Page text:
Applied Health Fitness Psychology Online CE Course Without Book
Author: Human Kinetics
This package includes:
- Online study guide
- Online continuing education exam
This study guide reinforces the content from the book Applied Health Fitness Psychology (which is not included with this package). It helps you prepare for the 95-question exam that tests your understanding of the concepts presented.
Once you pass the exam, you can print a certificate for continuing education credits.
After completing this course, you will be able to do the following:
- Define and differentiate among the concepts of applied health psychology, fitness psychology, and exercise psychology.
- Explain the process of replacing negative habits with healthier routines.
- List the factors that reduce and improve an exerciser’s motivation.
- Differentiate between stress and anxiety.
- Outline the physical, cognitive, and emotional obstacles to changing unhealthy behavior patterns.
- Identify the differences among personality traits, styles or orientations, and behavioral tendencies and know which are susceptible to change and which are not.
- Understand the role of culture in maintaining health-promoting rituals and the implication of those cultural rituals for health professionals.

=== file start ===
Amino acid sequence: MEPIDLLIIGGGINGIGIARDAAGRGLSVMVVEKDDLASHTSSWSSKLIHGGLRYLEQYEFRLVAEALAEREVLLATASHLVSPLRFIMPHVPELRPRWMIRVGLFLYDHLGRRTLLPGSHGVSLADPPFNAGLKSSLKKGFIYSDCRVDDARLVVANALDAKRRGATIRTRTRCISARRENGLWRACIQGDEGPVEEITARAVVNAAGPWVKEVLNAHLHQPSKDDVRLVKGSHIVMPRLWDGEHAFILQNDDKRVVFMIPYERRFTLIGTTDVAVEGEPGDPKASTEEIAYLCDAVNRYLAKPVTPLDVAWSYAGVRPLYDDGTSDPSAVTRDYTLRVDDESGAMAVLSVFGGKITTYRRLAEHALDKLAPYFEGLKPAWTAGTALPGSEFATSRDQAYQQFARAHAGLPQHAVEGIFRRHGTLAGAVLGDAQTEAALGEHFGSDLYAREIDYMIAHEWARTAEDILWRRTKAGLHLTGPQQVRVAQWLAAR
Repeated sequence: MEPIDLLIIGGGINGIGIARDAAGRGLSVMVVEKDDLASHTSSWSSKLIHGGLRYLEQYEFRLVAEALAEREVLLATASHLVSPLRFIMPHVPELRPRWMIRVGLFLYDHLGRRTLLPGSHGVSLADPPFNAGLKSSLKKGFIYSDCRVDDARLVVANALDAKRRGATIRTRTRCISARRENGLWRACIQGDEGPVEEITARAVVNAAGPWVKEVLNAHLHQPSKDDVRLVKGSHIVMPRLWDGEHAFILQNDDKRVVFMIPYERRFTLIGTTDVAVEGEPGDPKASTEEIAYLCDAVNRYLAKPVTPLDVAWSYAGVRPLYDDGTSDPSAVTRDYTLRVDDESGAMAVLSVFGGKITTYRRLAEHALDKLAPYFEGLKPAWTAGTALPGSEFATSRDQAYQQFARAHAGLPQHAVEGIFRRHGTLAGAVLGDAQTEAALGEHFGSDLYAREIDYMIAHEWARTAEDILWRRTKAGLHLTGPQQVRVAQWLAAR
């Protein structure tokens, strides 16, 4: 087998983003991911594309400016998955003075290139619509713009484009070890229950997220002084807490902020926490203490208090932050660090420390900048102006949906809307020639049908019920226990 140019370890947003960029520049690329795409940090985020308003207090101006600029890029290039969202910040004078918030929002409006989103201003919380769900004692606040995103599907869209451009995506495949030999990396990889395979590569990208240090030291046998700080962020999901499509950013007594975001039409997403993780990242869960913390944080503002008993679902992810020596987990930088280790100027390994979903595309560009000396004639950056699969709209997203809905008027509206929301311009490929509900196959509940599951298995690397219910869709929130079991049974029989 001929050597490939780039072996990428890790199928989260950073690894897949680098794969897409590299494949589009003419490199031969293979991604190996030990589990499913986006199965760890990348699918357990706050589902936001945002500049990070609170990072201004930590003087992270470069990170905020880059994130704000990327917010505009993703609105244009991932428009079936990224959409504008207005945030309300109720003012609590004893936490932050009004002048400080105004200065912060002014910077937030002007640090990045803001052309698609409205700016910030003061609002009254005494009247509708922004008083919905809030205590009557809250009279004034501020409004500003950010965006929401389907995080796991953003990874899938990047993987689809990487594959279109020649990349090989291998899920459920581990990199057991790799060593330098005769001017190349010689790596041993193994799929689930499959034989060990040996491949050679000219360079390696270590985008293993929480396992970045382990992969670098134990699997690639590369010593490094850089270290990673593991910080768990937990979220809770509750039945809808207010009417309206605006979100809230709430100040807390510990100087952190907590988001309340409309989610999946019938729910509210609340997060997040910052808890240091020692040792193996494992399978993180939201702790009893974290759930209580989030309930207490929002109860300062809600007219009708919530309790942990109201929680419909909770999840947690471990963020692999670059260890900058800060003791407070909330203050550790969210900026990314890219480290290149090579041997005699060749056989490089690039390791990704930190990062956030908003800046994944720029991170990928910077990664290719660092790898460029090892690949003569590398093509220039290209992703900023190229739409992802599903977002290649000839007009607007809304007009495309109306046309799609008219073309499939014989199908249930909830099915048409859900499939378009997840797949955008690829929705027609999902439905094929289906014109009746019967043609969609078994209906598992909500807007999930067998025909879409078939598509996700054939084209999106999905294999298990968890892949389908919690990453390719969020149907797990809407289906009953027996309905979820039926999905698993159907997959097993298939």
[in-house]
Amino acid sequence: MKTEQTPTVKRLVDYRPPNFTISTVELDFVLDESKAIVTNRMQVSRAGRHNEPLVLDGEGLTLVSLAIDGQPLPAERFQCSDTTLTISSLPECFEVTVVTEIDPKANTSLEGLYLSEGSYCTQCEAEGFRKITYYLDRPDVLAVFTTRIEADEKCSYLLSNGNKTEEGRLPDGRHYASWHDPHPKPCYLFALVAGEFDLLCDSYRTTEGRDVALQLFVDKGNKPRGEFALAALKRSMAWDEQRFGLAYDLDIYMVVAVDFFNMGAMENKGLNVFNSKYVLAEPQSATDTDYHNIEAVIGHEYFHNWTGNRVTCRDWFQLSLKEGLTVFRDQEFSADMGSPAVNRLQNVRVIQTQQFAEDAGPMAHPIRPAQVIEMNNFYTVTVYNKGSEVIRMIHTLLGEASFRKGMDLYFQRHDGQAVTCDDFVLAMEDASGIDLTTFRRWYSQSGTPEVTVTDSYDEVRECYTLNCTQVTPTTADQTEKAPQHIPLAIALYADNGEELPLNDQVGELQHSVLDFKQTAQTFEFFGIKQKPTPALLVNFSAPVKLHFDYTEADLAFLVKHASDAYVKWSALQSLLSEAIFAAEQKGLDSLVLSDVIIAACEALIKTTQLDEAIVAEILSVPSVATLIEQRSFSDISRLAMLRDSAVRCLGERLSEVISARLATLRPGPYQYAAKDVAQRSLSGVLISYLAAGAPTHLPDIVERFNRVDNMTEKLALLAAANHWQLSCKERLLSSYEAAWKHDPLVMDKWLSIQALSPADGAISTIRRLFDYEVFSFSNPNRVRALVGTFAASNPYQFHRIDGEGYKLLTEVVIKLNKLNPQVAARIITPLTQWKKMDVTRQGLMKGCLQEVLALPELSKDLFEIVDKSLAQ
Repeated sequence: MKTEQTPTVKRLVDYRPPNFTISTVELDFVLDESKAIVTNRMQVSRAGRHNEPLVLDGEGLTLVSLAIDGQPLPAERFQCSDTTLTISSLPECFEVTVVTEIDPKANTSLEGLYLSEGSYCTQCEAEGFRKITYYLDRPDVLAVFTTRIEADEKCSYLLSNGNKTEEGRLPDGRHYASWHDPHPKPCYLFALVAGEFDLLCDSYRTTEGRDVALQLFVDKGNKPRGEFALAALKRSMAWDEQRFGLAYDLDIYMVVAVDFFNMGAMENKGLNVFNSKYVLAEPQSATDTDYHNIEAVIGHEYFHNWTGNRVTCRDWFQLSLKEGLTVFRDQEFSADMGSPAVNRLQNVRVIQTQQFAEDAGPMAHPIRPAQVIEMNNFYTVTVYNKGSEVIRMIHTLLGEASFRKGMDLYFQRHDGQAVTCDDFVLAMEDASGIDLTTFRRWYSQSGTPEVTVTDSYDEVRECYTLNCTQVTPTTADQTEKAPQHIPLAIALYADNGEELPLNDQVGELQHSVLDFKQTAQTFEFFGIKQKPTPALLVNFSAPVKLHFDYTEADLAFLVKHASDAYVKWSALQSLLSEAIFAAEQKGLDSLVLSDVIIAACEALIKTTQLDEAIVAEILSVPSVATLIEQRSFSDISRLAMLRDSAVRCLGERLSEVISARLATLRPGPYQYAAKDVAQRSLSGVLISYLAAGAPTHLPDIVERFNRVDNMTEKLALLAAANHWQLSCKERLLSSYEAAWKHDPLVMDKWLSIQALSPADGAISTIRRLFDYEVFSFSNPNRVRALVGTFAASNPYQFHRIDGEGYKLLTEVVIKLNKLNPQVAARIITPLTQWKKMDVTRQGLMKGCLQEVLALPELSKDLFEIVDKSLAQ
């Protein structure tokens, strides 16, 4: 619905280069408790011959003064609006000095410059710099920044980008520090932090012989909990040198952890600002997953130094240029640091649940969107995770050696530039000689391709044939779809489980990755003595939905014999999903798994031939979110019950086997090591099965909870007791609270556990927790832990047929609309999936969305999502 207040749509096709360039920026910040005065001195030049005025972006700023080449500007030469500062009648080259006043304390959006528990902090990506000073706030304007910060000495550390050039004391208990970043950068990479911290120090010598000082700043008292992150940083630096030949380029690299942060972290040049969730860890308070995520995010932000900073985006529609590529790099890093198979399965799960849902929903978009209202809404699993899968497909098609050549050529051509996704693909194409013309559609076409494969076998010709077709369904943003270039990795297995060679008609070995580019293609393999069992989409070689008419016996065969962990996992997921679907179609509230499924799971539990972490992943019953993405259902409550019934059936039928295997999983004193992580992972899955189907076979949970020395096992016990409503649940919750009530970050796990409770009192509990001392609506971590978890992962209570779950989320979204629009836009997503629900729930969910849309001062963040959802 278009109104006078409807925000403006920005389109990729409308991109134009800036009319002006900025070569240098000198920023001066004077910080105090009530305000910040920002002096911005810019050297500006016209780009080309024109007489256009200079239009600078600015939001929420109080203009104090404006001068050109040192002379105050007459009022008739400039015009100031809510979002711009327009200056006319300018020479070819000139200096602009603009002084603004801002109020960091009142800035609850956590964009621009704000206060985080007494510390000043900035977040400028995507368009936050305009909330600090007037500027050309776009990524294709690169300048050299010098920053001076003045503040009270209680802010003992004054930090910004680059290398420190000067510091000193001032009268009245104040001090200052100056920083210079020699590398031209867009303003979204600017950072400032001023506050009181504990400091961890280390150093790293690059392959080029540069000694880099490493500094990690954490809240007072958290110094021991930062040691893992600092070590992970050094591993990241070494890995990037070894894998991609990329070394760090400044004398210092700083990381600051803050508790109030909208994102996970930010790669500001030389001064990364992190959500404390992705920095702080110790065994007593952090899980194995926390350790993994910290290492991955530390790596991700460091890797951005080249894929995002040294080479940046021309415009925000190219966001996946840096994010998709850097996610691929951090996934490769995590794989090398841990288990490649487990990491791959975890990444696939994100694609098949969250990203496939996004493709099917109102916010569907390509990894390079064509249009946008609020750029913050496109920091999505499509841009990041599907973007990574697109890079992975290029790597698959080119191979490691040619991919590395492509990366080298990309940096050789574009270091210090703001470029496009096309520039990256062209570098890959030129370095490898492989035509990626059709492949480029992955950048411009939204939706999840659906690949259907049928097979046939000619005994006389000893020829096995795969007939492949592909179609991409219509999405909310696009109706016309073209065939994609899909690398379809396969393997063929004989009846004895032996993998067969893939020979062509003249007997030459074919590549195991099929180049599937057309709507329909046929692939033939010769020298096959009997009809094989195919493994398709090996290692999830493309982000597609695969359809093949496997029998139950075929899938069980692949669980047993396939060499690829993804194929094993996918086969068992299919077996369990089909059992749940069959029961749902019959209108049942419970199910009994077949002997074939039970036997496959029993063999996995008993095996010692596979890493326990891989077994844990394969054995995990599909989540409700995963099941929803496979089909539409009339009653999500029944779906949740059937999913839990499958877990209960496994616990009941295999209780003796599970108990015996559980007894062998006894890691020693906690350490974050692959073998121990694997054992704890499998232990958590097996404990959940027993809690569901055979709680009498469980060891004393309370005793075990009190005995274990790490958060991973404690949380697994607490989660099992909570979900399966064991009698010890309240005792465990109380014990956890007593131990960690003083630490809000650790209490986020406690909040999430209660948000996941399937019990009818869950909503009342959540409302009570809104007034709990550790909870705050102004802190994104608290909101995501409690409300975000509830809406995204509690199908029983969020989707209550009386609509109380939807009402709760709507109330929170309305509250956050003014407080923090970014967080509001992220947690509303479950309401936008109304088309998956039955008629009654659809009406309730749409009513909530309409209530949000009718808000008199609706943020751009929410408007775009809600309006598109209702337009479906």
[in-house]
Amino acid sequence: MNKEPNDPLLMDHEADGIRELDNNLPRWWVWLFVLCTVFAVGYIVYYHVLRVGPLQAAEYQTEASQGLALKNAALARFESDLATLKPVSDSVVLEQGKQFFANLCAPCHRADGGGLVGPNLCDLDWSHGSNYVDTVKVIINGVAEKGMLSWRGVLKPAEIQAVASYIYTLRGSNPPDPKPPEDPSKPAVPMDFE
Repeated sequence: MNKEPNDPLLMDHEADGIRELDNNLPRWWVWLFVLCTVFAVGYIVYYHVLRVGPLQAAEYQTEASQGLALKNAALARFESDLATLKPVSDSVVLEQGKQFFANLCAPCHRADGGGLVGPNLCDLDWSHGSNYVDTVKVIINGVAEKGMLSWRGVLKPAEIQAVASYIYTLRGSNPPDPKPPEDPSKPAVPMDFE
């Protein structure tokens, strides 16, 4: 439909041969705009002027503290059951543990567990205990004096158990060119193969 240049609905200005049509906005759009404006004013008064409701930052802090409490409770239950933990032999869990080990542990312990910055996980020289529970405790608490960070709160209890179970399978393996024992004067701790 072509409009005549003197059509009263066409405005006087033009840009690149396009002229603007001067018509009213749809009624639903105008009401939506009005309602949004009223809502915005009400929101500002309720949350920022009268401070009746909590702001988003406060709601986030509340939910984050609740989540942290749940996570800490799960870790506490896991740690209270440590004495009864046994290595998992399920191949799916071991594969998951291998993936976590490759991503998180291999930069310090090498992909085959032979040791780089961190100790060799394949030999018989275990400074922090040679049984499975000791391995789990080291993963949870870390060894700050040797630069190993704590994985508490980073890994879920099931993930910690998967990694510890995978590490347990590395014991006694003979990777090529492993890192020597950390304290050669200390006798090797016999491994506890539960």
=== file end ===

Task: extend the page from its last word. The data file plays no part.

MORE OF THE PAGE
- Identify the types of exercise adherence and compliance.
- Explain the reasons why some people begin and maintain an exercise program while others drop out.
- Set goals and teach proper goal-setting techniques to clients.
- Determine the unique needs of various special populations that separate them from the so-called normal population when engaging in regular physical activity.
- Provide strategies for eating more responsibly and strategically to improve energy, physical performance, and weight control.
- List the ethical issues that are common in most professional organizations.
AudienceHealth and fitness professionals seeking strong wellness communication techniques and psychological insights, including wellness coaches, dietitians, athletic trainers, physical therapists, and personal trainers.
page 10 of part 1, the statement of depression being reduced with training harder comapred to low-mod intensity, in first paragraph,
contradicts the bullet point just below it saying low to moderate intensity is the most effective for improving clinical depression